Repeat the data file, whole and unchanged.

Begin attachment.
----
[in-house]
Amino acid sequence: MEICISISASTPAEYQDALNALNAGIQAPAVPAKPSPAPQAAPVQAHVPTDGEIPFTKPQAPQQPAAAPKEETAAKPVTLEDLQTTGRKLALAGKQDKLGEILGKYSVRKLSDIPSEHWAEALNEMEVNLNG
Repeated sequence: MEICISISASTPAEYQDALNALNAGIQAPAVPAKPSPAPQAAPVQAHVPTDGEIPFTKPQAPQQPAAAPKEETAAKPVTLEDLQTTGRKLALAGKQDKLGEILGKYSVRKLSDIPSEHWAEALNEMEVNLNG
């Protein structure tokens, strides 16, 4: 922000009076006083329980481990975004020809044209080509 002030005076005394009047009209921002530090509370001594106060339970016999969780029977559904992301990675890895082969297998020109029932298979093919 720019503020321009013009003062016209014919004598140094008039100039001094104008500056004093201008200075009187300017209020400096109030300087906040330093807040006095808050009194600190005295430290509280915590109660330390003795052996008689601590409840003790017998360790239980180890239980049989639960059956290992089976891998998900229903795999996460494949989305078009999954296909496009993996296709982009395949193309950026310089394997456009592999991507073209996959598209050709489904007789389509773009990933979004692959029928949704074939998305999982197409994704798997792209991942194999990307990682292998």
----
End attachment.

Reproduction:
[in-house]
Amino acid sequence: MEICISISASTPAEYQDALNALNAGIQAPAVPAKPSPAPQAAPVQAHVPTDGEIPFTKPQAPQQPAAAPKEETAAKPVTLEDLQTTGRKLALAGKQDKLGEILGKYSVRKLSDIPSEHWAEALNEMEVNLNG
Repeated sequence: MEICISISASTPAEYQDALNALNAGIQAPAVPAKPSPAPQAAPVQAHVPTDGEIPFTKPQAPQQPAAAPKEETAAKPVTLEDLQTTGRKLALAGKQDKLGEILGKYSVRKLSDIPSEHWAEALNEMEVNLNG
């Protein structure tokens, strides 16, 4: 922000009076006083329980481990975004020809044209080509 002030005076005394009047009209921002530090509370001594106060339970016999969780029977559904992301990675890895082969297998020109029932298979093919 720019503020321009013009003062016209014919004598140094008039100039001094104008500056004093201008200075009187300017209020400096109030300087906040330093807040006095808050009194600190005295430290509280915590109660330390003795052996008689601590409840003790017998360790239980180890239980049989639960059956290992089976891998998900229903795999996460494949989305078009999954296909496009993996296709982009395949193309950026310089394997456009592999991507073209996959598209050709489904007789389509773009990933979004692959029928949704074939998305999982197409994704798997792209991942194999990307990682292998």